What is the wrist joint?
In human anatomy, the wrist is variously defined as:
- The carpus or carpal bones, the complex of eight bones forming the proximal skeletal segment of the hand,
- The wrist joint or radiocarpal joint, the joint between the radius and the carpus
- The anatomical region surrounding the carpus including the distal parts of the bones of the forearm and the proximal parts of the metacarpus or five metacarpal bones and the series of joints between these bones, thus referred to as wrist joints. This region also includes the carpal tunnel, the anatomical snuff box, the flexor retinaculum, and the extensor retinaculum.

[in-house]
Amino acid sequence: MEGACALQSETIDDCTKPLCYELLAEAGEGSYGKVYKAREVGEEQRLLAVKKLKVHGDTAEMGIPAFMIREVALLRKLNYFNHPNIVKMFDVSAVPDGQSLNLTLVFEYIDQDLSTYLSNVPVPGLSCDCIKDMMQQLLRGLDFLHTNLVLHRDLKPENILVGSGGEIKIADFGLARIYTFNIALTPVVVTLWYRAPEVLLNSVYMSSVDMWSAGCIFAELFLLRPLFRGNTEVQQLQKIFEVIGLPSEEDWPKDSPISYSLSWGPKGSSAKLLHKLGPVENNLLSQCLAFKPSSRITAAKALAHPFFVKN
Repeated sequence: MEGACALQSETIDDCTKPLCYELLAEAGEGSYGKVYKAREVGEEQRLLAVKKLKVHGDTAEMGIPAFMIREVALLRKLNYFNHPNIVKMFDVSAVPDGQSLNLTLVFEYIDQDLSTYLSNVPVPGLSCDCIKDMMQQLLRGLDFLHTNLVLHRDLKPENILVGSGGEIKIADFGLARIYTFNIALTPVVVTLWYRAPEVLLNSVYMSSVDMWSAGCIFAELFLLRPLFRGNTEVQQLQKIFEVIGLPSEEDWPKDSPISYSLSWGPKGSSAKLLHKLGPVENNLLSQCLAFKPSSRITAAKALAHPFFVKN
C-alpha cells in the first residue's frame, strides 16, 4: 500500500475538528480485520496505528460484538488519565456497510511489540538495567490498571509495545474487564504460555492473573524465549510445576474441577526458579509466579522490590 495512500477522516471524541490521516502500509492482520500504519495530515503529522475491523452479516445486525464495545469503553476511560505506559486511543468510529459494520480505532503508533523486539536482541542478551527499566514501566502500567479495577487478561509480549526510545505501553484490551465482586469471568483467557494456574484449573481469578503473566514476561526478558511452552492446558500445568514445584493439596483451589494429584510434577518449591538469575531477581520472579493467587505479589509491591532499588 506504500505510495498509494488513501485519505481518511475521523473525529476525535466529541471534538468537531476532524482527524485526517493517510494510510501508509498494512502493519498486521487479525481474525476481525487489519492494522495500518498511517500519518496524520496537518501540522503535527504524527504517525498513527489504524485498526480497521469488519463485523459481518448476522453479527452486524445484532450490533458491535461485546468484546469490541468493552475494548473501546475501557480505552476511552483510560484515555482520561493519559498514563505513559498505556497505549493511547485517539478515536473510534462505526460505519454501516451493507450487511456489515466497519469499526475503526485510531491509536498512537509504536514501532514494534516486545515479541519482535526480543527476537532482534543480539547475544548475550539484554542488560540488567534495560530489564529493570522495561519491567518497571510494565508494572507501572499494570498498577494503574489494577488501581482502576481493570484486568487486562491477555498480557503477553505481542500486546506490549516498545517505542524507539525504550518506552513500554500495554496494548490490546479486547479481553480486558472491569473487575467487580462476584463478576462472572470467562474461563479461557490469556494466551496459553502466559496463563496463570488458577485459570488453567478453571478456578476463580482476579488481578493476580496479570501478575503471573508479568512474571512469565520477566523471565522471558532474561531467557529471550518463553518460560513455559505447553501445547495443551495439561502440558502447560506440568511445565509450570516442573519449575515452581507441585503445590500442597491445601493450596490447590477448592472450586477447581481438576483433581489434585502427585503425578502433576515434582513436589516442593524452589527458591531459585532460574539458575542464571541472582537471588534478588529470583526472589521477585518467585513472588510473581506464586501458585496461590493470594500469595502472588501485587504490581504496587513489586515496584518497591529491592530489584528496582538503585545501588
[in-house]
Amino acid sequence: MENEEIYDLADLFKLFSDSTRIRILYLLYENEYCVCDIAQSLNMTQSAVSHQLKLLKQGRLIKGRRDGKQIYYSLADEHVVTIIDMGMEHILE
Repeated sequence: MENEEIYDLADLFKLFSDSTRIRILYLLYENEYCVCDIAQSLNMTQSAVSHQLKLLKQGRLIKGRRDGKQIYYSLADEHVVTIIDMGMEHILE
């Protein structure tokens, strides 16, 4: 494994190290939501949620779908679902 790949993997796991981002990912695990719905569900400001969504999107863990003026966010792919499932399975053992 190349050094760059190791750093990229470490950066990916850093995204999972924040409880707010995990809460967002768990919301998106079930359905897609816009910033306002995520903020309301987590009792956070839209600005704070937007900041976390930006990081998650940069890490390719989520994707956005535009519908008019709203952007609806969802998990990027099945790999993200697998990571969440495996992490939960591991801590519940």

The wrist joint is also a synovial joint, meaning that it contains a fluidic capsule that sits between two bones that move against each other (in this case, the wrist bones and the forearm bones). The synovial capsule lubricates the joint, allowing for smooth movement.
The tendons that control the articulation of the wrist run through the forearm. The tendons that help move the wrist include the flexor carpi radialis, flexor carpi ulnaris, palmaris longus tendon, extensor carpi radialis brevis, extensor carpi radialis longus, and extensor carpi ulnaris.